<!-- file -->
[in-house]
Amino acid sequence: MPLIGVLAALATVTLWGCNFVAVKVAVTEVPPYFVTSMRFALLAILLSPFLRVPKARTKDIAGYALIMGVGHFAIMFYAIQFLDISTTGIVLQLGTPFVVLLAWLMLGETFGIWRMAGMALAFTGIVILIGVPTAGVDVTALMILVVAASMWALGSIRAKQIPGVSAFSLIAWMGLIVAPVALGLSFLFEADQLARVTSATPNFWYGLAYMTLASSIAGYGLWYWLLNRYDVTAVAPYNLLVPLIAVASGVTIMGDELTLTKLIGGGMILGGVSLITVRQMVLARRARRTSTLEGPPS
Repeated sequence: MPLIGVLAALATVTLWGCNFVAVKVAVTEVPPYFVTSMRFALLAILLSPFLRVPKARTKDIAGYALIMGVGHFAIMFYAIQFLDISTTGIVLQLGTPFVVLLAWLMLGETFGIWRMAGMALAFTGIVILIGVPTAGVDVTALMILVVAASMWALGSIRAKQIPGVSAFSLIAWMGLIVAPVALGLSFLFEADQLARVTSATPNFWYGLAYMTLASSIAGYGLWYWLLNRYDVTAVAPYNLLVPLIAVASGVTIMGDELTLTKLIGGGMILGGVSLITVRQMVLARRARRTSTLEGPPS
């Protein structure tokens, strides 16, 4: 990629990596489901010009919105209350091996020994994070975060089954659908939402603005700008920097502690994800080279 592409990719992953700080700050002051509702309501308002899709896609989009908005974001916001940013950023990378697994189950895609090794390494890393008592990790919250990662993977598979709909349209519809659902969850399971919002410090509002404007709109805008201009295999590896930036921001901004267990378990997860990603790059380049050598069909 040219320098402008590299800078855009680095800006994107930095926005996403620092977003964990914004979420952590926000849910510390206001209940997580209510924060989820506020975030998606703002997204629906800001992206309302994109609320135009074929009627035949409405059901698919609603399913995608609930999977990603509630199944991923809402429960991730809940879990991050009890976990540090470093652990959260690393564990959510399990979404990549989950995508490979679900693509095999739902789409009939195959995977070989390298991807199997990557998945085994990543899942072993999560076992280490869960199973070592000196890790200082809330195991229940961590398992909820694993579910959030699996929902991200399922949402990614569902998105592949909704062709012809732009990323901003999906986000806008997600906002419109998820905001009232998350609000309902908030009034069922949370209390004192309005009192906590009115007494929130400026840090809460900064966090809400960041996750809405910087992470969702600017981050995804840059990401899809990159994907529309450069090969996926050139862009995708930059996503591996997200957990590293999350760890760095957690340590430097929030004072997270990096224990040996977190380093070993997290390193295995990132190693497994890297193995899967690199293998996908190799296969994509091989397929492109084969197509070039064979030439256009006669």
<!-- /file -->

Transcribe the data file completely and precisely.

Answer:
[in-house]
Amino acid sequence: MPLIGVLAALATVTLWGCNFVAVKVAVTEVPPYFVTSMRFALLAILLSPFLRVPKARTKDIAGYALIMGVGHFAIMFYAIQFLDISTTGIVLQLGTPFVVLLAWLMLGETFGIWRMAGMALAFTGIVILIGVPTAGVDVTALMILVVAASMWALGSIRAKQIPGVSAFSLIAWMGLIVAPVALGLSFLFEADQLARVTSATPNFWYGLAYMTLASSIAGYGLWYWLLNRYDVTAVAPYNLLVPLIAVASGVTIMGDELTLTKLIGGGMILGGVSLITVRQMVLARRARRTSTLEGPPS
Repeated sequence: MPLIGVLAALATVTLWGCNFVAVKVAVTEVPPYFVTSMRFALLAILLSPFLRVPKARTKDIAGYALIMGVGHFAIMFYAIQFLDISTTGIVLQLGTPFVVLLAWLMLGETFGIWRMAGMALAFTGIVILIGVPTAGVDVTALMILVVAASMWALGSIRAKQIPGVSAFSLIAWMGLIVAPVALGLSFLFEADQLARVTSATPNFWYGLAYMTLASSIAGYGLWYWLLNRYDVTAVAPYNLLVPLIAVASGVTIMGDELTLTKLIGGGMILGGVSLITVRQMVLARRARRTSTLEGPPS
């Protein structure tokens, strides 16, 4: 990629990596489901010009919105209350091996020994994070975060089954659908939402603005700008920097502690994800080279 592409990719992953700080700050002051509702309501308002899709896609989009908005974001916001940013950023990378697994189950895609090794390494890393008592990790919250990662993977598979709909349209519809659902969850399971919002410090509002404007709109805008201009295999590896930036921001901004267990378990997860990603790059380049050598069909 040219320098402008590299800078855009680095800006994107930095926005996403620092977003964990914004979420952590926000849910510390206001209940997580209510924060989820506020975030998606703002997204629906800001992206309302994109609320135009074929009627035949409405059901698919609603399913995608609930999977990603509630199944991923809402429960991730809940879990991050009890976990540090470093652990959260690393564990959510399990979404990549989950995508490979679900693509095999739902789409009939195959995977070989390298991807199997990557998945085994990543899942072993999560076992280490869960199973070592000196890790200082809330195991229940961590398992909820694993579910959030699996929902991200399922949402990614569902998105592949909704062709012809732009990323901003999906986000806008997600906002419109998820905001009232998350609000309902908030009034069922949370209390004192309005009192906590009115007494929130400026840090809460900064966090809400960041996750809405910087992470969702600017981050995804840059990401899809990159994907529309450069090969996926050139862009995708930059996503591996997200957990590293999350760890760095957690340590430097929030004072997270990096224990040996977190380093070993997290390193295995990132190693497994890297193995899967690199293998996908190799296969994509091989397929492109084969197509070039064979030439256009006669």